These observations base on notes taken on day. Thoroughly enjoyable but as notes reveal patchy.

Full website here : http://www.thecollaborators.org.uk/What_is_Rural.html

Steve Messam: Site-specific public artist
First speaker was standing in for Ian Hunter from Littoral.

Site-specific ‘sculpture’ mostly financed by business and aimed at the spectacular rather than the sublime.
To me suffered from the ’roundabout art’ disease that aflicts much ‘public art’ i.e. it grand and spectacular bit like a firework display to draw attention to itself and satisfy the ‘sponsors’ but as actual art almost non-existent. Mr. Messam was genuinely concerned with local issues and genuinely believes he not only drawing down significant wads of sponsorship but also highlighting important issues. At time there some depth as in his sheep pen covered in hides but mostly it looked like big buck = big bang art and the actual art almost irrelevant…i.e. why not fireworks and be done with it?

EMMA HEALD: Advisor for Natural England
Good overview of Natural England remit and challenges in current economic climate. Little direct relationship to arts it seemed.

LIZ and PAUL GENEVER: Farmer
Excellent grounded non-academic highlighting of real issues affecting modern farming. Learnt something…

TALKSCAPE exhibition: KATE GENEVER and ADAM O’MEARA

Kate had been instrumental in bringing symposium together drawing on twin background in farming and the arts.

I found actual show confusing and the noble aspiration of rehanging it did not really help give a sense of artists in it. I reserve judgement and Adam’s drawings appeared interesting.


JOHN PLOWMAN: DAVID GILBERT: ROSALIND STODDART

Three speakers round table. Not very enlightening and revealed more about the scarcity of funding post ACE.
Plowman safely berthed in academia and as with all three there an almost missionary zeal to ‘bring’ art to the poor downtrodden masses or as in Norfolk these days Bankers in 4X4s. None seemed to exist in real world at all compared to the farmer.

Indeed it could be argued that projects like Beacon are actually part of the problem not the solution for rural communities if they actually still exist. The proportion of residents actually living in coastal holiday towns and villages is below 40%. No number of art interventions or decorative arts galleries can hide that. I was irritated by the religious opportunism of ‘metropolitan’ minds who without hesitation believe ‘rural’ people need a site-specific application or another dubious alter-modern happening. I was not the only one who felt this.

Top-down not bottom up attitudes despite the conviction by the instigators/curators (and funding recipients) that they doing just that…naive in extreme and very Old Labour approach..i.e. throw culture at masses they will like it…..now as empty as the towns they tried to save……

Sarcastic footnote: Stoddart calls herself an INDEPENDENT CULTURAL ENGINEER..this cuts no ice with me and just shows the ego inflation prevelent these days in the sector…..curators ten a penny so I suppose this cultural re-branding..god help us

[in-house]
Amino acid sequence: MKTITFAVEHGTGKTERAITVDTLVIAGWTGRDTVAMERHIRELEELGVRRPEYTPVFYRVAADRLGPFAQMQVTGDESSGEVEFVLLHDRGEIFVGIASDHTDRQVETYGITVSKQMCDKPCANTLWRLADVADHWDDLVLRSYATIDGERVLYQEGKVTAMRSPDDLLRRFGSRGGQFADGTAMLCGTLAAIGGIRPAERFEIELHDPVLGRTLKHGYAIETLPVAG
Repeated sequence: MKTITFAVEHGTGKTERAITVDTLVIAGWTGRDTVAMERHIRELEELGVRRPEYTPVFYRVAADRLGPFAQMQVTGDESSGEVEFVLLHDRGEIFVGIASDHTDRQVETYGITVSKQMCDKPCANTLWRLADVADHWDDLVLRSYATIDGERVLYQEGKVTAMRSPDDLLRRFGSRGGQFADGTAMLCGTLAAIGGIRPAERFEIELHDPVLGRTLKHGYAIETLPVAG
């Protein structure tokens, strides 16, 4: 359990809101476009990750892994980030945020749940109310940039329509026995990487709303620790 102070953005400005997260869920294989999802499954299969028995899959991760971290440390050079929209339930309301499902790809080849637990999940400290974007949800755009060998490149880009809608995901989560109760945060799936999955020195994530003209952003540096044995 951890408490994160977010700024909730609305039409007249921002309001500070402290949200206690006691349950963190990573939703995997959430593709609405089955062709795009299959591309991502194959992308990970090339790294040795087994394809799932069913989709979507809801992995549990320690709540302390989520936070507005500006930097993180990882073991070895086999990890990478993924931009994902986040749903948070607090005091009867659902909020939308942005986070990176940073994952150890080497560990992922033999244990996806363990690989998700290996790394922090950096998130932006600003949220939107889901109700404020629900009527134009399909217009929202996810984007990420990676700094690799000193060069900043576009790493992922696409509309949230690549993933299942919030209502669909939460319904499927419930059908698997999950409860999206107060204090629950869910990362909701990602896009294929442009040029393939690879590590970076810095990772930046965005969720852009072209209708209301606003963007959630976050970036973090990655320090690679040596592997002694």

DAVID WALKER-BARKER: Artist

Old-school approach (Royal College) actually made beautiful artworks and had a significant practice founded on genuine knowledge and a historic sense of place and history. Note I have to highlight this as this kind of work few and far between these days!

TIM NEAL: Anthropologist (Wildsite and Tourism)
Wild card literally and at time seemed a little out of place but in hindsght the area which actually provoked most interest for me.
Instead of art practice buffoonery we had some fairly in depth analysis of what actually made people consider places as ‘rural idylls’ from Samuel Palmer on. His observations of English in France chimed perfectly with my experience on the ground in NORTH NORFOLK.
The images of ‘rural myth’ created by artists are along with curators above seriously implicated in the destruction of viable healthy rural communities. To wander through a pitch dark rural idyll as second home owners and holiday properties lay empty is to experience first-hand the effect of rural gentrification. Abstract pontificating or arty musings do not hide this desperate state of affairs.

The rural landscape is an increasingly depopulated picture-postcard manned by the modern swains i.e. transient workers and illegal immigrants. They if employed in something more than service industries man increasingly ruthless mass food production facilities which hidden from the Range-Rovers gaze by screens of trees.

NICK MAY: FOOD CHAIN EXHIBITION

The following exhibition of farm workers in 21st century brilliantly spotlighted this and suggested that the true artform of the modern era is documentary photography as nothing else is keeping pace with the destruction of rural values.

http://www.skegnessinternational.com/nick-may.html

The Tuning of Place

http://mitpress.mit.edu/catalog/item/default.asp?ttype=2&tid=12154

The Tuning of Place
Sociable Spaces and Pervasive Digital Media
Richard Coyne

Table of Contents and Sample Chapters

How do pervasive digital devices—smartphones,  iPods, GPS navigation systems, and cameras, among others—influence the way we use spaces? In The Tuning of Place, Richard Coyne argues that these ubiquitous devices and the networks that support them become the means of making incremental adjustments within spaces—of tuning place. Pervasive media help us formulate a sense of place, writes Coyne, through their capacity to introduce small changes, in the same way that tuning a musical instrument invokes the subtle process of recalibration. Places are inhabited spaces, populated by people, their concerns, memories, stories, conversations, encounters, and artifacts. The tuning of place—whereby people use their devices in their interactions with one another—is also a tuning of social relations.